However, while it is nice to be able to talk about a billion Catholics, and we can really turn out a crowd sometimes we know there is another kind of growth that needs to happen. - a growth in holiness.

This is something that does not happen automatically like physical growth. We grow in holiness only if we want to do that and are prepared to work towards it.
Holiness does not grow on trees we might say.

Most people who go to Confession would find they confess the same sins each time. This is natural insofar as we tend to fall in the areas where we are weakest.

But it is also frustrating that we cannot shake off these persistent sins and bad habits.
We would love to be free of sin altogether and often say that we will not sin again; yet sin we do.

How can we grasp this elusive holiness and make real and lasting progress, once and for all clearing the weeds from our souls and turning them into beautiful gardens?

We can work on two fronts – the general and the particular.

The general front is that we renounce sin in principle whenever and as often as we can – such as in Acts of Contrition, Acts of Consecration, every time we receive Holy Communion (at least implicitly we renounce sin). ‘I will not sin again’, with Your help, we hastily add.

But the principle is clear. If we could avoid all sin just by saying so, we would. It is important to make this affirmation to keep the proper focus in view. In this way we come to mean those words a little more fervently each time we say them.

The particular front is that we take each bad habit we have and work on it to reduce its hold on us.
If we lose our temper six times a day, then cut that down to five. It is progress. One sin less is a great thing. If every one in the world committed one less sin a day that would be six billion sins a day, and 2190 billion sins a year!

We might be weak but we do not have to be hopeless. Our hope is in Christ and He is the source of all holiness. If we come to Him for mercy we must also expect strength. He does not forgive us just to go and do the same thing again. He fortifies us with grace; He makes us stronger and better people, so we do not fall into the same traps.

This takes time, but first we have to understand what is happening. Combining the general detestation of sin with the particular measures to avoid this or that sin, we will make progress and we will grow spiritually to great heights. As invididuals grow so does the Church.

Better to have a thousand saints than a million mediocres, but why not have a million saints?
No reason why not. If trees can do it, so can we. We may not notice the change but we will be better people after one year or any other measure of time.

May the Lord give us growth.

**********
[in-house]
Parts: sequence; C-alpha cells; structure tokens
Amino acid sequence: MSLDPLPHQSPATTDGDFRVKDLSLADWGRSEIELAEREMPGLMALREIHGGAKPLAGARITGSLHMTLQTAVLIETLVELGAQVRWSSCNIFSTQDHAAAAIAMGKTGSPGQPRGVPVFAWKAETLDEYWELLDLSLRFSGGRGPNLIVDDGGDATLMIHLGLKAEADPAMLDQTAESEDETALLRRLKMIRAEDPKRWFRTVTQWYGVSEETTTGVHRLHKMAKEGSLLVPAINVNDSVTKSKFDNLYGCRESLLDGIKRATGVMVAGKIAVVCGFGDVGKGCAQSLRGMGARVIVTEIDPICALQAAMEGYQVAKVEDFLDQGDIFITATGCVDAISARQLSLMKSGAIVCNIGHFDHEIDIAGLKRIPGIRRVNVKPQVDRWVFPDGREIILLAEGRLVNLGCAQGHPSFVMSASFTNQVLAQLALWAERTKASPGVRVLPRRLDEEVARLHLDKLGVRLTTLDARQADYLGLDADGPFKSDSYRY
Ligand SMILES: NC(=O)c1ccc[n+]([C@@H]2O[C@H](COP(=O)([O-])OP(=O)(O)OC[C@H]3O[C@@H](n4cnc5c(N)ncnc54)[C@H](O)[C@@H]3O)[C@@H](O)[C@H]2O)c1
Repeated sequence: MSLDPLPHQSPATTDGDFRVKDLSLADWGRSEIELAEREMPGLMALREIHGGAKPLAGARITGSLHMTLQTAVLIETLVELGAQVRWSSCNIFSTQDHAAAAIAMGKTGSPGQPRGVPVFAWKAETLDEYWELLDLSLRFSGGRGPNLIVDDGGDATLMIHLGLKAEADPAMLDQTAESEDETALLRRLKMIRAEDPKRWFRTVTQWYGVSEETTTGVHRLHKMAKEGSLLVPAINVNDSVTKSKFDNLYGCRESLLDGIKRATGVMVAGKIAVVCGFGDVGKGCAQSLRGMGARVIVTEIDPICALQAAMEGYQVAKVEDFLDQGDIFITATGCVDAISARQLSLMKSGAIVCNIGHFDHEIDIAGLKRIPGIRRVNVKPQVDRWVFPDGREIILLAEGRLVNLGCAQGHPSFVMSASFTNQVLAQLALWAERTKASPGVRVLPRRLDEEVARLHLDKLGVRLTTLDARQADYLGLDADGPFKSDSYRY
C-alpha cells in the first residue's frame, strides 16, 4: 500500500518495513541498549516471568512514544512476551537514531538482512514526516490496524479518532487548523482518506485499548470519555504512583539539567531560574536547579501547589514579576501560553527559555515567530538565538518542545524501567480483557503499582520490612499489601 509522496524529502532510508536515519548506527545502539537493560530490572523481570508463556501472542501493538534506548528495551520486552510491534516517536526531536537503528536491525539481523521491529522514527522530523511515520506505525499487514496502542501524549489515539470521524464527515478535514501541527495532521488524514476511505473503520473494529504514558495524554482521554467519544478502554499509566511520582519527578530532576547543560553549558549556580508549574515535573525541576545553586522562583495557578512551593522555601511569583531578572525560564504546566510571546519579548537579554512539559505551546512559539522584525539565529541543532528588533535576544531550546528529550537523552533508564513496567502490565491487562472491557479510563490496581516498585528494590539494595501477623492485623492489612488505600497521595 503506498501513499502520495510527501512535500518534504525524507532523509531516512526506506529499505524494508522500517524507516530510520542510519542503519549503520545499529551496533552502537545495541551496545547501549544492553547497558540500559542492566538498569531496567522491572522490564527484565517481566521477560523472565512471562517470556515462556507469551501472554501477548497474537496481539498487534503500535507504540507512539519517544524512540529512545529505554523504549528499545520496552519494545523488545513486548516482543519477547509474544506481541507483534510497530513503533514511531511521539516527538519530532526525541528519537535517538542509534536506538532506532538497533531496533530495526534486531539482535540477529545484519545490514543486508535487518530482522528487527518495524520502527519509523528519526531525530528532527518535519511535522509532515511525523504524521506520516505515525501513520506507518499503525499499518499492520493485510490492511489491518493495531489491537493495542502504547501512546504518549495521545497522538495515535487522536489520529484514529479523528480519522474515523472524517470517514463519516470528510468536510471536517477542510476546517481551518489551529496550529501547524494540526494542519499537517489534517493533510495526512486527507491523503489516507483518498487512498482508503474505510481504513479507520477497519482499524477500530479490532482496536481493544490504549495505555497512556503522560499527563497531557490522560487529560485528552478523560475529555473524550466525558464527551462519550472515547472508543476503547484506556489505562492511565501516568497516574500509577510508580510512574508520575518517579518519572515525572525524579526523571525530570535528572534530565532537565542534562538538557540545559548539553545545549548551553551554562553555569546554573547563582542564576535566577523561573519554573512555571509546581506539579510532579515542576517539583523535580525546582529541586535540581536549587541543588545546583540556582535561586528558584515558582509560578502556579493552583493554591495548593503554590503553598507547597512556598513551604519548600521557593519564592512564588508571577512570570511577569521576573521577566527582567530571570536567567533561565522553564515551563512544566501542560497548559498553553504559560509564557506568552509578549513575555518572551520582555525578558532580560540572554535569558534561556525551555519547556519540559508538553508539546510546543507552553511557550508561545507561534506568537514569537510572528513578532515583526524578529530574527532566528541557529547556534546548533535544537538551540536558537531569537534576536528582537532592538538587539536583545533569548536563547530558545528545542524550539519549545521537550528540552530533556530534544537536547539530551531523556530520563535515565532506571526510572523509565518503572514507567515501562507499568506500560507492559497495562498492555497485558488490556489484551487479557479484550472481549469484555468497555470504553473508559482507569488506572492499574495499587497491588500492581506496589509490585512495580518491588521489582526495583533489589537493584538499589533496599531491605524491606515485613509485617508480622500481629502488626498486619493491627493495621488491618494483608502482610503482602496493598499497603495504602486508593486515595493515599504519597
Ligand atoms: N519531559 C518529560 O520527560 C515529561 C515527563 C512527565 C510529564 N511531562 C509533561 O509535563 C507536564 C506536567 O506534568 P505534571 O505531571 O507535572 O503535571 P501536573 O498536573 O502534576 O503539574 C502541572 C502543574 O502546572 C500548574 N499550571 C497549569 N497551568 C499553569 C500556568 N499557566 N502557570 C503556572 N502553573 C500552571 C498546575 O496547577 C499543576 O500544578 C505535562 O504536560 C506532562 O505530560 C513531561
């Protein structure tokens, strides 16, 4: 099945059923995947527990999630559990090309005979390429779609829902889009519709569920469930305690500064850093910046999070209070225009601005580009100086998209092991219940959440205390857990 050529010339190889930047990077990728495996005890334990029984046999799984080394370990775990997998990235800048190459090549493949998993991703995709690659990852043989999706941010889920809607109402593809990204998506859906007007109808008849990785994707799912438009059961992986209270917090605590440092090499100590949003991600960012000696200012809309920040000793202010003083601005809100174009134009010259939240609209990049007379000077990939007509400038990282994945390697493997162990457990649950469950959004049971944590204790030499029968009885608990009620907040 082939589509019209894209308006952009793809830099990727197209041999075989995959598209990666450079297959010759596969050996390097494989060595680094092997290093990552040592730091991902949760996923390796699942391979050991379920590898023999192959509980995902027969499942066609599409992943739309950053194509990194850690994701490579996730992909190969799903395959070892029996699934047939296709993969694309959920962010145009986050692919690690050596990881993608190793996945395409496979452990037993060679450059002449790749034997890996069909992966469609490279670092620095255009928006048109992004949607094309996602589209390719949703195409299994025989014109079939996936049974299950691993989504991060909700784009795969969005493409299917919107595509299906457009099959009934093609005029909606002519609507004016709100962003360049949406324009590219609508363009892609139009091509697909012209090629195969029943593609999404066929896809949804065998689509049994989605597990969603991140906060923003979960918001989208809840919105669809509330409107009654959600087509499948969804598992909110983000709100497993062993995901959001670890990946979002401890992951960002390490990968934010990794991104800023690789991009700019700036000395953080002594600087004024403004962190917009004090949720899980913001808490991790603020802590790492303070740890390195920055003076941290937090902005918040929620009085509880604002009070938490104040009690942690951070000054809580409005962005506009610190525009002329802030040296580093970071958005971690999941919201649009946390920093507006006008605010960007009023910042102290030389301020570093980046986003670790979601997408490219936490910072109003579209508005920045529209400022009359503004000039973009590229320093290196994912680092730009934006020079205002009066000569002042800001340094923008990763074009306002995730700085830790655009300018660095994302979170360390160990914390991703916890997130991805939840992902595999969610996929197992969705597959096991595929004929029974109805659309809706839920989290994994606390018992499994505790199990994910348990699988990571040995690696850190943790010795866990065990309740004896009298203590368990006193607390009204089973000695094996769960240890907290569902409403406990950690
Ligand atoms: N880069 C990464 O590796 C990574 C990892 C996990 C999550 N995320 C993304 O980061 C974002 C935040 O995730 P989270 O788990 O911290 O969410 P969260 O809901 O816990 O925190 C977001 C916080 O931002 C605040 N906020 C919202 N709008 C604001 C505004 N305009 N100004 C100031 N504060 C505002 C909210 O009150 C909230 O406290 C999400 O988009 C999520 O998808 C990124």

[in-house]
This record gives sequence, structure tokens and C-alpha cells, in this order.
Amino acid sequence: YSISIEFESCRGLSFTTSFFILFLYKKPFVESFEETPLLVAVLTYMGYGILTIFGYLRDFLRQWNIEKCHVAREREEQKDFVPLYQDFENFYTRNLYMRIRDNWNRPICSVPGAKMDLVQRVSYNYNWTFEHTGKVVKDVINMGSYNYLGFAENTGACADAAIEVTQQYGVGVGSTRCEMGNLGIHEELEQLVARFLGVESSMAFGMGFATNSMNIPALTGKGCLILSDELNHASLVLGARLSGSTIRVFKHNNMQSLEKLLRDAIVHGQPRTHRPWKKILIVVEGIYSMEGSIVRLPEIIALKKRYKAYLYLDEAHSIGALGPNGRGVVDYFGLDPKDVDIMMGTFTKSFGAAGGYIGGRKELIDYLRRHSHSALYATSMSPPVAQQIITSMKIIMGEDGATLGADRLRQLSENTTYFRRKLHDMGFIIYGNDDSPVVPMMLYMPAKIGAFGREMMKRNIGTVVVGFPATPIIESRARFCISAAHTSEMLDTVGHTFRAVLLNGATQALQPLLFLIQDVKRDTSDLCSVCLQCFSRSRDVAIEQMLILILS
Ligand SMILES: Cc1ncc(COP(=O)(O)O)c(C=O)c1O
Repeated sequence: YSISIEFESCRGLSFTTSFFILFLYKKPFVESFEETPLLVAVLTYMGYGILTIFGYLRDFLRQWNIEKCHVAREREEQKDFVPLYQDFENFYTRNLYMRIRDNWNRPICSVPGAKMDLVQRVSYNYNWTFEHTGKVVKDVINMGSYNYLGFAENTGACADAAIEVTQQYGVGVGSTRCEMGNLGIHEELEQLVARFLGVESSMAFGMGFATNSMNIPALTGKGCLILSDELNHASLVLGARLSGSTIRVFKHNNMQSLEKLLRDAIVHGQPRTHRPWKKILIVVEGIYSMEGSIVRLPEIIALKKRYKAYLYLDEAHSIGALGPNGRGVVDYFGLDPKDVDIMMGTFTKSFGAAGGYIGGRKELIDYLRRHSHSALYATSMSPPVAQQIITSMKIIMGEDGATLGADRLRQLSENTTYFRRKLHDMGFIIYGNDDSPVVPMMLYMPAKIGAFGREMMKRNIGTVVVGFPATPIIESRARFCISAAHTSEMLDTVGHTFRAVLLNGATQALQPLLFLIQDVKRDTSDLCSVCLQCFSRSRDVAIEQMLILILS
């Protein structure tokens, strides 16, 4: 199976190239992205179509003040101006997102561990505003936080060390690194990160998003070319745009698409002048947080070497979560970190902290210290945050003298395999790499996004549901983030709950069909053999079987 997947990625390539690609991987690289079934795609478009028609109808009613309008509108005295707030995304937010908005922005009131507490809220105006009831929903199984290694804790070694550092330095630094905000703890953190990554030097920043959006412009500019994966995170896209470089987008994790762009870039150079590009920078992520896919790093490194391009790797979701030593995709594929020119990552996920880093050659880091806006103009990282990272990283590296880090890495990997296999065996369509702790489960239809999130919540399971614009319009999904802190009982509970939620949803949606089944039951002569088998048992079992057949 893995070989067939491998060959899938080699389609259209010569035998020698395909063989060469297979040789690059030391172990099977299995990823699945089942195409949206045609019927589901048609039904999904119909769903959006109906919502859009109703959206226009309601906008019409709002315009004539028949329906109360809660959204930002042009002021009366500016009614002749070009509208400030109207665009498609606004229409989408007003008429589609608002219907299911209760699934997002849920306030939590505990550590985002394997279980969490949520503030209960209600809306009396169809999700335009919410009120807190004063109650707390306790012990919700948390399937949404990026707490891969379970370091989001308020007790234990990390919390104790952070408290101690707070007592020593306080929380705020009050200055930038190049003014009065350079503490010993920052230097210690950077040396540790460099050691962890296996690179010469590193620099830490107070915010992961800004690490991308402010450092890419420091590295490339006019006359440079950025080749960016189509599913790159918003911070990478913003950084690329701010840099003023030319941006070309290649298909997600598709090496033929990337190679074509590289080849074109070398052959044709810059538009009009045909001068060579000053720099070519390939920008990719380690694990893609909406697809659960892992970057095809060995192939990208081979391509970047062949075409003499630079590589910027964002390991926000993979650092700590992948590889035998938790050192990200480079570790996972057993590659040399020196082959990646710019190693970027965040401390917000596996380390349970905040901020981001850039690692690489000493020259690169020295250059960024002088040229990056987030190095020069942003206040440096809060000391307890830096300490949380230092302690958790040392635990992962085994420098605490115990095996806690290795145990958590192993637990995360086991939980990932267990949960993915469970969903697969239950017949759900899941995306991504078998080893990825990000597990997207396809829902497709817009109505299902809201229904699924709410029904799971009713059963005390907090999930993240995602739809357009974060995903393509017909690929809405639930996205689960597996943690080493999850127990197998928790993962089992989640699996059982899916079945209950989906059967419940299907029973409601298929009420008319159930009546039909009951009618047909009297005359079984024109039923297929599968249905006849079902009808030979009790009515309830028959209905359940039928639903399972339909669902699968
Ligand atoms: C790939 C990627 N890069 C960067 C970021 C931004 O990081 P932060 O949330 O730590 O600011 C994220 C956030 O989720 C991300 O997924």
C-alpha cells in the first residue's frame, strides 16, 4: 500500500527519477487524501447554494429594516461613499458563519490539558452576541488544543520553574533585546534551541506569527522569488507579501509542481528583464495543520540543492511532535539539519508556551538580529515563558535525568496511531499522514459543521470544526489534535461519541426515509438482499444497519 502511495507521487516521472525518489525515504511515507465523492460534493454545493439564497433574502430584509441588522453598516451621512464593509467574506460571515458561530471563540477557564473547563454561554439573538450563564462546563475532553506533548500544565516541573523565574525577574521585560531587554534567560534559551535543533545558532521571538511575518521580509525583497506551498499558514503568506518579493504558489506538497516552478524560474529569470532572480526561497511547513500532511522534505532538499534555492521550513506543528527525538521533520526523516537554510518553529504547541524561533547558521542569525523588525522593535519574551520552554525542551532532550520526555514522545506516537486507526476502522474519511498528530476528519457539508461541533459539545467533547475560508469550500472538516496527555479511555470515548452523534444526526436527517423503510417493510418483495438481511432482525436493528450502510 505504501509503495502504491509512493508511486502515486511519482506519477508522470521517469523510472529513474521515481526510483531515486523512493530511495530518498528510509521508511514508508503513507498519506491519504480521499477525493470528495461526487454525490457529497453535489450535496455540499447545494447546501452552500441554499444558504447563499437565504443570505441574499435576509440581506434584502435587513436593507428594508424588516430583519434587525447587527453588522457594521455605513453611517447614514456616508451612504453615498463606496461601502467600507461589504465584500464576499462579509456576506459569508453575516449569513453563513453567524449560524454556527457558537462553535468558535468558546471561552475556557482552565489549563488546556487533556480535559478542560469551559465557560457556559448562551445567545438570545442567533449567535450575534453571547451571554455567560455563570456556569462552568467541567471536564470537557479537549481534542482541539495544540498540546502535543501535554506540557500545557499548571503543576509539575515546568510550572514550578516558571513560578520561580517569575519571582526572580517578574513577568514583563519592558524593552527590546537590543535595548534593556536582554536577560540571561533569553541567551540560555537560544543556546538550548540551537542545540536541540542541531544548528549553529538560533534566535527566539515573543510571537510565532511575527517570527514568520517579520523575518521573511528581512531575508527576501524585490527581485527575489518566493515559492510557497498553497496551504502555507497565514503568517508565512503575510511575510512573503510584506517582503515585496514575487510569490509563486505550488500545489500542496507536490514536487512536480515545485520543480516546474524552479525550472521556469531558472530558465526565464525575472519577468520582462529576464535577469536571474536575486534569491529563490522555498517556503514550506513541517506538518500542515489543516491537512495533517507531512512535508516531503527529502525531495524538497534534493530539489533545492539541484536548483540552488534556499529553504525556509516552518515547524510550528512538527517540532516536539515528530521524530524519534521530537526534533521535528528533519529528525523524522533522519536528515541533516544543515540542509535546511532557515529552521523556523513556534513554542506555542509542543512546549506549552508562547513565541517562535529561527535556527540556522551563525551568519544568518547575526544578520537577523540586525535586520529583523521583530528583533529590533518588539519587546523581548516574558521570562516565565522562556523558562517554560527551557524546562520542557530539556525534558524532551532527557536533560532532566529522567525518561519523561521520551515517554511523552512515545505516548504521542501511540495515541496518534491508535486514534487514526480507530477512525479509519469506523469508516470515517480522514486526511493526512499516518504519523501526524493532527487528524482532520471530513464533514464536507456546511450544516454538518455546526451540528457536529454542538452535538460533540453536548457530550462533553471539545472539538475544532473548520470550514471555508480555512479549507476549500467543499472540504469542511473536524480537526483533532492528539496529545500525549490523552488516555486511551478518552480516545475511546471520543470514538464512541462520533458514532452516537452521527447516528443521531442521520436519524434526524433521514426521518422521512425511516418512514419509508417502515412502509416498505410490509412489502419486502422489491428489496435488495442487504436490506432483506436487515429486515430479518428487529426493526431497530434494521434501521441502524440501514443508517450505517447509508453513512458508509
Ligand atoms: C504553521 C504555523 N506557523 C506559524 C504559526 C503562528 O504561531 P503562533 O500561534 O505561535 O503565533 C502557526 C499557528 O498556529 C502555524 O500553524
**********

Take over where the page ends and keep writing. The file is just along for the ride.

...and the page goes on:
Sunday, 9 November 2008

Dedication of the Lateran Basilica 9 Nov 08 Sermon

Dedication of the Lateran Basilica 9.11.08

This feast tells us of Unity and Universality.

Unity: if there were only one Catholic church in the whole world we would all be crowding to get into it. Many would have to wait outside but the convergence of so many would be evident. Who are all these people trying to crowd into one place?

Today’s feast of the Cathedral church of Rome reminds us of the centripetal force of Catholicism. We are all drawn to the central identity with Christ, and thus with the Church which He has founded.

If we express allegiance to Christ we must go to where He is found, and this is most fully in His eucharistic presence in any Catholic church, but for symbolic reasons even more so in a cathedral, and the cathedral of Rome more so still.

We might answer the call to follow Christ as individuals but having done so we are automatically and necessarily integrated with each other. We might say at first, well, I don’t need anyone else if I have Christ, but if we have Him we also must have each other.

We gather in the one place. For practical purposes we must be separated by space and time, but all in union with Him are also in union with each other, forming the Body of Christ, the Church.

Centripetal force: how can we resist the call to follow Him, to come to Him, to be healed, forgiven, nourished, formed into all we are meant to be, both individually and communally?

Belonging to and identifying with the Church is just one more stage of our progress towards Him. Curious that people could think they can have union with Him but not with His Body. To have the Head but not the Body of which He is the Head.

So many today say they believe in Jesus but not the Church. Or they make it sound as though Jesus is all love and compassion whereas the Church is harsh and authoritarian. But the Church is simply the presence of Jesus in the world. The Church says or does nothing other than Jesus would say or do.